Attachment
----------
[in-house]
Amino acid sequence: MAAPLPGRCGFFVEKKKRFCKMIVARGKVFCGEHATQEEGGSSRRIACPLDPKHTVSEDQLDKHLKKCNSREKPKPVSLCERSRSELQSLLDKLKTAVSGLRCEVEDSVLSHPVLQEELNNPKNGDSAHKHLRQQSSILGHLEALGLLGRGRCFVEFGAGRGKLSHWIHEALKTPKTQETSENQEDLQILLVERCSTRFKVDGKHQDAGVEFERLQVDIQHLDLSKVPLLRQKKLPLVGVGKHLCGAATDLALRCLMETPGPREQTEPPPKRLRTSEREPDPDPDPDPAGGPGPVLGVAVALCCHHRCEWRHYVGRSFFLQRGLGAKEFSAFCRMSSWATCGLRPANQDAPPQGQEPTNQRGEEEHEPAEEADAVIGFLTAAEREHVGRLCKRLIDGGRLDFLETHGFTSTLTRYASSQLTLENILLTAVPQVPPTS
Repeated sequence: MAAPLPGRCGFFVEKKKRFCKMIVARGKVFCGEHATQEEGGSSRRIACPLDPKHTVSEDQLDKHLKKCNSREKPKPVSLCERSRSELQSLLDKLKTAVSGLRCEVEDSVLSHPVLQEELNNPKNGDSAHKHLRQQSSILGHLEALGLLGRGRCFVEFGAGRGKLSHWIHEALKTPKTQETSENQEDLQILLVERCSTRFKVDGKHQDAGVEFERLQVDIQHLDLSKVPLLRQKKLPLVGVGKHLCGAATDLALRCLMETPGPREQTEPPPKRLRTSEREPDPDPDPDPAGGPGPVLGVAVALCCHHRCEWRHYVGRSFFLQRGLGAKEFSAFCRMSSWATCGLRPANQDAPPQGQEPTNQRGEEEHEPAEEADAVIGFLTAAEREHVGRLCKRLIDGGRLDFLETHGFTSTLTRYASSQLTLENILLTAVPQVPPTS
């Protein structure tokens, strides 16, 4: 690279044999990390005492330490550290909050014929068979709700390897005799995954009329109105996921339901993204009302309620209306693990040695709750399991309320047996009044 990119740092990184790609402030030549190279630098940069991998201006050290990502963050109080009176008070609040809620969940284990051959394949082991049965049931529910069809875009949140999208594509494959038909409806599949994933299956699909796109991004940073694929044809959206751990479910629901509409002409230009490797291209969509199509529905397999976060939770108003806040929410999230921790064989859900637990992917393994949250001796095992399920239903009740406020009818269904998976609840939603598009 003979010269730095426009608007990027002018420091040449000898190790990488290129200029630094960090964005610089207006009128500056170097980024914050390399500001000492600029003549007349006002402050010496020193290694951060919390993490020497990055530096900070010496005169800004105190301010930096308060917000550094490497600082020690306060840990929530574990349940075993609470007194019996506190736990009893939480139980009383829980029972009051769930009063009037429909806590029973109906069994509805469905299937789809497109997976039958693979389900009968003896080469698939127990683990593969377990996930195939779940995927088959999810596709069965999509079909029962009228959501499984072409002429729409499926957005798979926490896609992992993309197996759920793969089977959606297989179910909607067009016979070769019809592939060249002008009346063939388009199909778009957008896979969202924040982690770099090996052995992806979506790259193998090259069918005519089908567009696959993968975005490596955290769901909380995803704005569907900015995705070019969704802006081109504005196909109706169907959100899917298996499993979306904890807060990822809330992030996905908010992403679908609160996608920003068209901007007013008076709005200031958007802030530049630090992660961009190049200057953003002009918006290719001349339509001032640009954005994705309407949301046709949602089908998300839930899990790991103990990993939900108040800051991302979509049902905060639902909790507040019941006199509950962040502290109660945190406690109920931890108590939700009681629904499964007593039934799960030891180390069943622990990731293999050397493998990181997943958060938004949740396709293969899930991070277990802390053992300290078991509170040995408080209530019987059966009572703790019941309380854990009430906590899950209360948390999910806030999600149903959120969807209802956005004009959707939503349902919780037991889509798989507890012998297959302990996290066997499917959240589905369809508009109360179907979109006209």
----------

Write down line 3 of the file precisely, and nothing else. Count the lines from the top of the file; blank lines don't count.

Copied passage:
Repeated sequence: MAAPLPGRCGFFVEKKKRFCKMIVARGKVFCGEHATQEEGGSSRRIACPLDPKHTVSEDQLDKHLKKCNSREKPKPVSLCERSRSELQSLLDKLKTAVSGLRCEVEDSVLSHPVLQEELNNPKNGDSAHKHLRQQSSILGHLEALGLLGRGRCFVEFGAGRGKLSHWIHEALKTPKTQETSENQEDLQILLVERCSTRFKVDGKHQDAGVEFERLQVDIQHLDLSKVPLLRQKKLPLVGVGKHLCGAATDLALRCLMETPGPREQTEPPPKRLRTSEREPDPDPDPDPAGGPGPVLGVAVALCCHHRCEWRHYVGRSFFLQRGLGAKEFSAFCRMSSWATCGLRPANQDAPPQGQEPTNQRGEEEHEPAEEADAVIGFLTAAEREHVGRLCKRLIDGGRLDFLETHGFTSTLTRYASSQLTLENILLTAVPQVPPTS